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Tick prevention for dogs and cats

Brown dog ticks like these ones can cause big problems for dogs

With the warm humid weather over the wet season, AMRRIC receives many calls asking for advice on treating large tick burdens in remote communities.


What are ticks?

Ticks are external parasites that feed on the blood of animals (and occasionally humans). Ticks can cause skin irritation, be in large enough numbers make an animal anaemic and in Australia, can occassionally transmit bacterial infections that can affect people, including Queensland Tick Typhus or Q Fever. 

In the Top End, dogs usually get Brown Dog Ticks.

Along the east coast of Australia, animals might also be affected by Paralysis Ticks. When they bite an animal, Paralysis Ticks inject a toxin contained in their saliva, into the blood of the animal. This toxin can cause weakness, paralysis and ultimately death if the animal does not receive veterinary treatment.

Virbac's chart may help you identify different types of ticks:


What can I do to prevent my animals getting ticks? 

1. Ticks like long grass so make sure you keep the grass around your house short.

2. If your animal lives in or visits an area that has Paralysis Ticks, you should check your animals daily for ticks. Run your hands over their skin, feeling for any bumps. Clipping the coat of long haired animals over the tick season can help you to find ticks. Gordon Vet Hospital has a great instructional video on performing a tick search on your pet:

If you find a tick, remove it, being careful not to squeeze the body of the tick as you are pulling it out. You can find more info on tick removal here (the same instructions apply for people and animals):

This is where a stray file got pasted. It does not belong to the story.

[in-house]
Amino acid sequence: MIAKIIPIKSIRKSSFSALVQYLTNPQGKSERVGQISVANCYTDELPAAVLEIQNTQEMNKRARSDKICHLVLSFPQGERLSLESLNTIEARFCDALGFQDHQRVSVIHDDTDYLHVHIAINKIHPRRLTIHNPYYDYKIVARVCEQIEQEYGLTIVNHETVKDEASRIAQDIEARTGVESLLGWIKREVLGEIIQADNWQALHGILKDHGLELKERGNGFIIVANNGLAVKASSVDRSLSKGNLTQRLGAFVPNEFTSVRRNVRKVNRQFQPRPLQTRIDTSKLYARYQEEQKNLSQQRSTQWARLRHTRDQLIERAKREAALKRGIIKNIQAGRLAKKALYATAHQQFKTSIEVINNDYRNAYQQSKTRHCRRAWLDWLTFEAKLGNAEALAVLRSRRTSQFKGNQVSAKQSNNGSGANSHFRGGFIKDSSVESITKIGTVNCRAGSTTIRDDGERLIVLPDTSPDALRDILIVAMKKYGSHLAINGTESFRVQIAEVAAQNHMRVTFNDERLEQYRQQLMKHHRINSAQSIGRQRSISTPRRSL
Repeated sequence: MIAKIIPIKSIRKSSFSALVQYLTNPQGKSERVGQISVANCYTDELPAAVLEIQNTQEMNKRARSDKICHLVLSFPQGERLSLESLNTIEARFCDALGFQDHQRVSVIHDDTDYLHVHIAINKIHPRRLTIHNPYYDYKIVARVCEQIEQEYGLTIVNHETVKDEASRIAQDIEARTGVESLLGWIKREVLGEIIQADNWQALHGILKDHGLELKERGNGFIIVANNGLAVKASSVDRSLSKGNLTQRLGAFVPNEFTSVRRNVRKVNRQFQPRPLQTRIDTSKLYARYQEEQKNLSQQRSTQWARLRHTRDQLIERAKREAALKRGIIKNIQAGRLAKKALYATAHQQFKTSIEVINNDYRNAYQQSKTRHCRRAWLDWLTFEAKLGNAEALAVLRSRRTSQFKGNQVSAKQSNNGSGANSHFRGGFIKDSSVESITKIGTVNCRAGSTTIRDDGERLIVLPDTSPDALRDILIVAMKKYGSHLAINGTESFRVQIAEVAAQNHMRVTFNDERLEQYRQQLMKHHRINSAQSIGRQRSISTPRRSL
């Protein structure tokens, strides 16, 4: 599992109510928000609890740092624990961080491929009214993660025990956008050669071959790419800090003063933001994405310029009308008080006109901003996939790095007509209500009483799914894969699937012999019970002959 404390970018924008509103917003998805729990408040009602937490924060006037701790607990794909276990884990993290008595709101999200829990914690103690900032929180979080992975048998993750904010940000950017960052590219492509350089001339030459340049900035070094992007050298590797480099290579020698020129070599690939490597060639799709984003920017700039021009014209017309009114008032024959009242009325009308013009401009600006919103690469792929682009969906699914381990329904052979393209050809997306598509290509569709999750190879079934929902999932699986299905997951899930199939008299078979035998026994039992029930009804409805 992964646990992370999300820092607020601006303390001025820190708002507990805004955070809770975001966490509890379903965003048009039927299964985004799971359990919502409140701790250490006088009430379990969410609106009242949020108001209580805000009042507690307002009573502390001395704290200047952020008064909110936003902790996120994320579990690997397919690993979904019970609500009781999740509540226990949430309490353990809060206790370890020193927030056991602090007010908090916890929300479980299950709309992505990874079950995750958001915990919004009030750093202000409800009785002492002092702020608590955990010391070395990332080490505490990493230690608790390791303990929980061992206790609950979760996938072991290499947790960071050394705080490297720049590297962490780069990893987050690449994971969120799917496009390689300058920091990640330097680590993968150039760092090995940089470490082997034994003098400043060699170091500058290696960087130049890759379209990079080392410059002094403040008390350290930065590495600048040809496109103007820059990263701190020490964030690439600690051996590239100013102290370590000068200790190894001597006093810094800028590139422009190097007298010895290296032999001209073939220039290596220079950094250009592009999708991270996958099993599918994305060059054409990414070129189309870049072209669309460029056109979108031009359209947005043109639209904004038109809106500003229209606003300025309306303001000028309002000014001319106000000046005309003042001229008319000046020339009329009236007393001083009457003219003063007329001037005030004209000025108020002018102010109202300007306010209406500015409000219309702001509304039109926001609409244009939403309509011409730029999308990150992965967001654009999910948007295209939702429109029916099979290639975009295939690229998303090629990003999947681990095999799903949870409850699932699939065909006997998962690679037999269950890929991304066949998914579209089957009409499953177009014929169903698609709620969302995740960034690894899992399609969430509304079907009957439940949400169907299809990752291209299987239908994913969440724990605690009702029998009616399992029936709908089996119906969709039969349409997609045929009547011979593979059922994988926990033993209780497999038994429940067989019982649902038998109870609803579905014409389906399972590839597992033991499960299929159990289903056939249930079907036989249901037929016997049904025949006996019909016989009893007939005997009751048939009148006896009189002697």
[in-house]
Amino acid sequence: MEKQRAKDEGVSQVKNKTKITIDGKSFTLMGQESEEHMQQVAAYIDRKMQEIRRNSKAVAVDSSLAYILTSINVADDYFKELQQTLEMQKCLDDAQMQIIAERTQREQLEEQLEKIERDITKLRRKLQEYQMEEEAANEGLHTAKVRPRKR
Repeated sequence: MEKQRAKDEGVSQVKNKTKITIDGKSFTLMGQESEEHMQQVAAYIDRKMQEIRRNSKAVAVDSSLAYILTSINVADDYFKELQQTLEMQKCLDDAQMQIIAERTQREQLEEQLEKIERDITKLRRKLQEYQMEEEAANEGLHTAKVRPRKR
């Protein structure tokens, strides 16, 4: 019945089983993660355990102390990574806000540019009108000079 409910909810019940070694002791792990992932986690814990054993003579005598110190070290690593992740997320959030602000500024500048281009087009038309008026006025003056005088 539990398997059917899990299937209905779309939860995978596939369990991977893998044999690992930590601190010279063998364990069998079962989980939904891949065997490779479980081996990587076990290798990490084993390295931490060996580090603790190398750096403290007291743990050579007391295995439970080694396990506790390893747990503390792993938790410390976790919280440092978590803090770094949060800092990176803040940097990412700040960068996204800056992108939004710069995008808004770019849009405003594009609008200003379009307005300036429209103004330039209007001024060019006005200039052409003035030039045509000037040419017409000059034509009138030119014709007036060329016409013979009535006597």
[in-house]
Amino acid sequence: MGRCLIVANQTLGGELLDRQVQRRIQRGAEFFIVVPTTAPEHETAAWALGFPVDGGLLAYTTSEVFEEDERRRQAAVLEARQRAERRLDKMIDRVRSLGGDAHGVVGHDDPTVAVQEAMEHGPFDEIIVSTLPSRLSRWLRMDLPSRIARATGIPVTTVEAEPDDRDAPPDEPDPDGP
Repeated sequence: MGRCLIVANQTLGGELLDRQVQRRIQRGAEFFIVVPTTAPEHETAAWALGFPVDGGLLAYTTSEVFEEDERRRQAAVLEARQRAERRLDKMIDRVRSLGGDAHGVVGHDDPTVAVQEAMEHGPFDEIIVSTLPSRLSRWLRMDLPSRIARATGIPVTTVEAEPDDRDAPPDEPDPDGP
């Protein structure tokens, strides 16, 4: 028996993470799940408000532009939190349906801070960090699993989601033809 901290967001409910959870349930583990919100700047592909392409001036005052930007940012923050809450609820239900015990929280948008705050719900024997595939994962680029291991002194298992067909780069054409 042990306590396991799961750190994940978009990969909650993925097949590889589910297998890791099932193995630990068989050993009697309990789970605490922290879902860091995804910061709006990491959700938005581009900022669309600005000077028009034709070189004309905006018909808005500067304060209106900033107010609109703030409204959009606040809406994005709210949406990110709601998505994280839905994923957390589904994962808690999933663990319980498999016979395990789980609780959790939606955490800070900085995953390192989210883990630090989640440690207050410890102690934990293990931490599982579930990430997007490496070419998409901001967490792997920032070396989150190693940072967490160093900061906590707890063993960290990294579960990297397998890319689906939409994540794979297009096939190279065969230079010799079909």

3. Use a tick preventative product. You can buy any of these products online and have them delivered to your mailing address. Some of these products last for a fortnight or one month, some last even longer. It is vital to follow the instructions on the packet of any of the products. Some of the dog products can be toxic to cats.  Remember that even though these products are excellent, no product is guaranteed to be 100% effective at preventing ticks. Keeping your lawn mown and performing regular tick searches is still important even if your animal is on tick prevention.


Oral Chews

Spot Ons

Tick Collars

Nexgard or Nexgard Spectra





Frontline Plus






Spot Ons


Frontline Plus 


In some communities, there can be so many ticks that they can be seen climbing the walls of houses.  When your community is suffering a tick burden this bad, talk to the Environmental Health team from the Department of Health to get the right treatments to keep you, your family and pets safe.

Ask your local animal management worker or vet for more information about ticks in your area and appropriate preventative products for animals.  For rural and remote Indigenous community enquiries, you can also contact us at AMRRIC for further advice: or 08 8948 1768.


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Ph: 08 8948 1768
Fax: 08 8985 3454              

Mail address
P.O. Box 4829
Darwin NT 0801